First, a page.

Montrose Borough Council promised to produce a version of a renters’ ordinance with far fewer requirements than that of the Danville version that is being used as a model for the municipality.
This is not the first time the borough has considered adopting a renters’ ordinance. Draft ordinance proposals had been considered at least twice in the past decade. Susquehanna Depot and New Milford Borough have enacted renters’ ordinances.
At the Monday, July 8, meeting, Council President Sean Granahan said the borough was looking for a “common sense” ordinance that would help protect property values, as well as the health and safety of residents.
Granahan opened discussion on the topic by noting the borough is still in the early stages of the ordinance process. He said last week’s meeting was to gather information and feedback from the public, and expects a draft of a proposed ordinance to be available at the August meeting. If, at that time, council decides to move forward, a public hearing and vote could happen in September.
Granahan explained the Danville ordinance was being used as a model because it had tested and upheld by the Pennsylvania Supreme Court. But, he said, that ordinance contains a series of documents and forms requiring more information than Montrose Borough would want.
He said provisions in the “rental agreement” section of the Danville ordinance are “areas we (Montrose Council), collectively, are not interested in.” That complete section, Granahan said, would be deleted from the proposed ordinance for Montrose.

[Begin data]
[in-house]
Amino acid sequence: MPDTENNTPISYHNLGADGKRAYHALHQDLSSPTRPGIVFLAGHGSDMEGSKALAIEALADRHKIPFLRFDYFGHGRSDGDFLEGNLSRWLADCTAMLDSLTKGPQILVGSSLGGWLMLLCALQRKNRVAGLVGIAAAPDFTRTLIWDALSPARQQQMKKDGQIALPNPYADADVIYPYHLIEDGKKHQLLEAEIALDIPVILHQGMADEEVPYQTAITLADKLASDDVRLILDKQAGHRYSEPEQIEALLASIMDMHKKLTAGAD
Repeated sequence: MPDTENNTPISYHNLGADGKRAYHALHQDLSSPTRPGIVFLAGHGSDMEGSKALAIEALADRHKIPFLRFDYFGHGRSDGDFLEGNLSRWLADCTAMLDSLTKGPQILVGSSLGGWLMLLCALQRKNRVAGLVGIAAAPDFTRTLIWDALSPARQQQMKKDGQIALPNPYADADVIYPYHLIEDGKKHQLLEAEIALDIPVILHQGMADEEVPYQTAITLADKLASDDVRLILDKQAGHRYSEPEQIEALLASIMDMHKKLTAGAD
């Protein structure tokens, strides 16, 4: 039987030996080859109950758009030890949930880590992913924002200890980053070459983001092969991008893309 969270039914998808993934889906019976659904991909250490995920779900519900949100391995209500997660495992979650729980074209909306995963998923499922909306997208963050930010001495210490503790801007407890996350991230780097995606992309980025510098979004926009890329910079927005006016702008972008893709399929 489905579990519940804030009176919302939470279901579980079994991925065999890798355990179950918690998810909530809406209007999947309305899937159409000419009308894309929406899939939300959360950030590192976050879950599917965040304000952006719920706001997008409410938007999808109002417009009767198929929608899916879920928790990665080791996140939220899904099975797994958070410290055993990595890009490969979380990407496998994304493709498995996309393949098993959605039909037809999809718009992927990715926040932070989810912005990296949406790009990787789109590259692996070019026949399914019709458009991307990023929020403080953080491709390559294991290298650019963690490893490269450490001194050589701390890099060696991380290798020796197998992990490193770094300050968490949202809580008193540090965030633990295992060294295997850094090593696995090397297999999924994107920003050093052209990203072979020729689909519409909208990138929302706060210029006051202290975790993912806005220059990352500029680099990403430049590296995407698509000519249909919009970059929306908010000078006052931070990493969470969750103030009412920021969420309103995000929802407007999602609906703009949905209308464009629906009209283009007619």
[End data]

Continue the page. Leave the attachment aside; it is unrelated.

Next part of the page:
He offered that the “residential unit checklist” would need to be adjusted or eliminated to make the ordinance more consistent with the coming property maintenance code the borough plans to enact.
Granahan also said the borough would not be looking to require annual inspections of all rental units. Inspections could be done by a “lottery system,” he offered, but no definite proposal was offered at the meeting.
The borough solicitor will be tasked with drafting the proposed ordinance.
Some local landlords attended the meeting with questions and concerns over a possible ordinance.
Rental unit owner Jack Taylor questioned why council was not implementing the International Property Maintenance Code (IPMC) before moving forward with a renters’ ordinance.
Taylor also asked if council had an exact number of properties in the borough the ordinance would apply to. “You don’t know who it will impact,” Taylor said.
He also noted that prices for rental properties in the area had been driven up by Marcellus Shale development, adding the new law would create a tax burden as well as administrative demands that would serve to drive up rental costs.
Taylor said a segment of the rental community is already struggling to pay in the borough’s “difficult market” and the ordinance would impact affordable housing.
Several of the landlords also questioned possible inspection fees and how rigorous those inspections would be. Councilman Craig Reimel said a $25 per unit inspection fee had been proposed in the past.
Granahan said he would expect that an average apartment would pass an inspection, but also added, “We have people living in conditions that are appalling.”
He said the borough has exhausted its resources in attempts to deal with some problem buildings and landlords.
Granahan said the bottom line of an ordinance the borough would consider would include a simple registration of landlords and an inspection system for rental units.
In other business:
*James McArthur was appointed to fill a vacancy on the Zoning Hearing Board;
*a proposed zoning map change from residential to industrial for the United Methodist Church and old hospital area was approved;
*the South Main Street sidewalk project is expected to start this month. Access to businesses will be provided during the project and paving of the street will begin following the sidewalk project.